The busy executive's mobile edge

Mobile technology offers plenty of opportunities and challenges

Ask a government chief information officer to identify the biggest issues that his or her department faces, and one of the answers you'll likely hear is "the consumerization of technology."

That term refers to smart phones, BlackBerrys, and other portable computer and communications devices that most government executives and many employees now use during the workday. They are the same kinds of gadgets people buy on their own dime and use to stay in touch with family and friends, surf the Web, and access personal accounts and information from anywhere they can catch a whiff of a wireless signal.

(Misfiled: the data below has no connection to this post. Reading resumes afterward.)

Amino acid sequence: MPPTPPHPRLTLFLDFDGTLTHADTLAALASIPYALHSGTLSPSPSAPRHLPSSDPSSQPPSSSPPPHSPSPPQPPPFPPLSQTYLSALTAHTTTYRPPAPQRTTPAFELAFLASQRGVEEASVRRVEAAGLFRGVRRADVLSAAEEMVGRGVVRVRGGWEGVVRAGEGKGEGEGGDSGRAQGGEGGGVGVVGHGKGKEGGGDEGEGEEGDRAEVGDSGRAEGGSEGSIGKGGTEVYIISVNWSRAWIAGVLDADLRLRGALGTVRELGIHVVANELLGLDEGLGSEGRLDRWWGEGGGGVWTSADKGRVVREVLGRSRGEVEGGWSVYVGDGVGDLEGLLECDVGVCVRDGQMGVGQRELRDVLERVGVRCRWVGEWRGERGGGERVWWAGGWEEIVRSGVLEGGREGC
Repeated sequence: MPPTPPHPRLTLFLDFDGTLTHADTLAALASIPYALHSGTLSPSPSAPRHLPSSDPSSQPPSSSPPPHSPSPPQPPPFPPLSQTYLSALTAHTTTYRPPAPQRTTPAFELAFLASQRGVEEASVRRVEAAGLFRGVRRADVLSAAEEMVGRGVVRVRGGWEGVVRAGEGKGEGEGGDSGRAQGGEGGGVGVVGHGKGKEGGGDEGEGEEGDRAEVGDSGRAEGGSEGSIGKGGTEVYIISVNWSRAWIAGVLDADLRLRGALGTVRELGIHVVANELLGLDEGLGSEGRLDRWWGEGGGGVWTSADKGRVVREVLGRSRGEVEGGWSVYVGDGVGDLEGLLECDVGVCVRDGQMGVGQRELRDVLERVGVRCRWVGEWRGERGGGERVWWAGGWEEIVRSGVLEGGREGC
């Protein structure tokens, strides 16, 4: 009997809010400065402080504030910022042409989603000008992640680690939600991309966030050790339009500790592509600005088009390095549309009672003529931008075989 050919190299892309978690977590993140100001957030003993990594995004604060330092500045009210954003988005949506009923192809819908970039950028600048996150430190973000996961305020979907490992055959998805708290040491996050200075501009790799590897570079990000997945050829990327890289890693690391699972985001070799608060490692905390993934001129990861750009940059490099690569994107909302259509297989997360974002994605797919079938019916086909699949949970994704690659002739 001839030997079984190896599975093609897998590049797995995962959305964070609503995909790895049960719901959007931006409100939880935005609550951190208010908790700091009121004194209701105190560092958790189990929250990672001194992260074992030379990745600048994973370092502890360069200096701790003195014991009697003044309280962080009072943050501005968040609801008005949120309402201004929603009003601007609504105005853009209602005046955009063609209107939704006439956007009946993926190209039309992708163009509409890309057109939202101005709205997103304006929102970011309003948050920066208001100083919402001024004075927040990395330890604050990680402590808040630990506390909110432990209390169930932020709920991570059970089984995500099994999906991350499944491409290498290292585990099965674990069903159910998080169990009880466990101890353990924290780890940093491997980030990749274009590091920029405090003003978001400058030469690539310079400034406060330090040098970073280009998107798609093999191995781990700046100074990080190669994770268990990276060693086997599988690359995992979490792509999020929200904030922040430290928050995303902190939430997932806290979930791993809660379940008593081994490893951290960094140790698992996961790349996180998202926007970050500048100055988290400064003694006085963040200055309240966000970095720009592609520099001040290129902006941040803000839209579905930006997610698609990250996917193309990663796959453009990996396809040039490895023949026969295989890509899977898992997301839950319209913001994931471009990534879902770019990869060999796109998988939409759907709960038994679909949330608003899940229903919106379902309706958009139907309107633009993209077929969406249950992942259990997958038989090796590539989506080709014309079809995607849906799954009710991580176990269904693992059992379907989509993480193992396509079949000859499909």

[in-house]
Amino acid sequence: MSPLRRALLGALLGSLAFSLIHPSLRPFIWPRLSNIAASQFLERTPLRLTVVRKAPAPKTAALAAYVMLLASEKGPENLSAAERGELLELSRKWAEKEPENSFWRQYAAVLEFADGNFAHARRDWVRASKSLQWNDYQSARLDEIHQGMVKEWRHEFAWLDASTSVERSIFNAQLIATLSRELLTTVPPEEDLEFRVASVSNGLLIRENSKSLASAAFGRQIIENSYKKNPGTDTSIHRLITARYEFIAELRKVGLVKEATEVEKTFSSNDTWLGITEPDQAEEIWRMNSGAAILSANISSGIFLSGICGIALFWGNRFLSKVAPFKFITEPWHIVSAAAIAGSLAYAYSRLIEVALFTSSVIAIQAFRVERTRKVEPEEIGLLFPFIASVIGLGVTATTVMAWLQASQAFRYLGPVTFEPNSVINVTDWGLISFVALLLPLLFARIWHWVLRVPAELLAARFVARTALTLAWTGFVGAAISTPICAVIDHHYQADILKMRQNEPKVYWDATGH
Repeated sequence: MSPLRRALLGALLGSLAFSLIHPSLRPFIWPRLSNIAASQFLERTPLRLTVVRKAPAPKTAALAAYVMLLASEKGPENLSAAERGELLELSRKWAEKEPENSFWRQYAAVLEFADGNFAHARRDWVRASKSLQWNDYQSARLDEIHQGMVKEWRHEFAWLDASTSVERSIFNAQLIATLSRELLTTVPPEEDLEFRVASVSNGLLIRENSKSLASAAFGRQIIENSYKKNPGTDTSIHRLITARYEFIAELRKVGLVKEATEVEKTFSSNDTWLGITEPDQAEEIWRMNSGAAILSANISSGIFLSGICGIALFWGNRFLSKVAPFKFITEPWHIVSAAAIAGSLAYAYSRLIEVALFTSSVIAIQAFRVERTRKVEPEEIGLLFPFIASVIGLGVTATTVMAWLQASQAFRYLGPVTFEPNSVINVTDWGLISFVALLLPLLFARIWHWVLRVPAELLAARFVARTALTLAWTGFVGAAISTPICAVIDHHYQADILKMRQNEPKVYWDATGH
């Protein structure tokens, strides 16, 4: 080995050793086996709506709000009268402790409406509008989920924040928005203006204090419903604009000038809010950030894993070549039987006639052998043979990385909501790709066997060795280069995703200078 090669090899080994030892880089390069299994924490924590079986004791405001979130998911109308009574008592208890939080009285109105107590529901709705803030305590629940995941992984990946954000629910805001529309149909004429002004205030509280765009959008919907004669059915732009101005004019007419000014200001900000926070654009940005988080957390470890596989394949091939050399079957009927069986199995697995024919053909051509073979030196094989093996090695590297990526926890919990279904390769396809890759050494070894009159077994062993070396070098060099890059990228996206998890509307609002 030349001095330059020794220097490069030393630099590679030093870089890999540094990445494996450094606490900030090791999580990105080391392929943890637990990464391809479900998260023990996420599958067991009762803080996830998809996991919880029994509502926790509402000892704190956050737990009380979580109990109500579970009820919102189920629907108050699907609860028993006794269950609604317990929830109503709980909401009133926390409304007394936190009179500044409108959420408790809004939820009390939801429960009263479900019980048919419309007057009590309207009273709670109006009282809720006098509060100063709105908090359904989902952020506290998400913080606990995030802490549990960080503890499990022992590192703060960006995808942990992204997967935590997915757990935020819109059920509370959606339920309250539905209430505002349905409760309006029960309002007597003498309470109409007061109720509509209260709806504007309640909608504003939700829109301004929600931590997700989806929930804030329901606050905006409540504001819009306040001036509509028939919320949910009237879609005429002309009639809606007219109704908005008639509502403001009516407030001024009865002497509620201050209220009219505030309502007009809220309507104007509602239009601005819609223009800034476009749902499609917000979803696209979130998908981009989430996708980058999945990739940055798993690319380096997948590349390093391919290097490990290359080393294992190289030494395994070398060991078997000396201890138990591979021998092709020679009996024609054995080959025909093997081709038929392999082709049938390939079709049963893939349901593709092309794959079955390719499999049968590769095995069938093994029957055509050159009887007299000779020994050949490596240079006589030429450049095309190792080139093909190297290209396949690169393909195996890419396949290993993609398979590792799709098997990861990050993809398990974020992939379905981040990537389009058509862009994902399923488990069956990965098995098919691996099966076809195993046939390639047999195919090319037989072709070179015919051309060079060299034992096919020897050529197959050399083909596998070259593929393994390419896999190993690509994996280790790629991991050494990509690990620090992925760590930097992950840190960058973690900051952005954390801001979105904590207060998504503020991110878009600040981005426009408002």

And for some folks, their personal device is the same one they use for the occasional work task, or vice versa.

And that is precisely why this has become a big issue for CIOs. Although the devices offer unprecedented flexibility and opportunities for increasing productivity up and down the pay grade, they also present significant cost and security challenges that, until now, have largely sidestepped the information technology department's careful vetting of new technology.

In this special report, we take you through the opportunities and challenges mobile technology offers. You'll find:

A guide on how to find the best mobile devices to meet your needs.

Agency case studies and expert tips for minimizing the costs and security risks of mobile technologies.

A look at how one busy agency CIO uses her mobile devices to squeeze productivity out of every available minute.

About the Author

John Zyskowski is a senior editor of Federal Computer Week. Follow him on Twitter: @ZyskowskiWriter.

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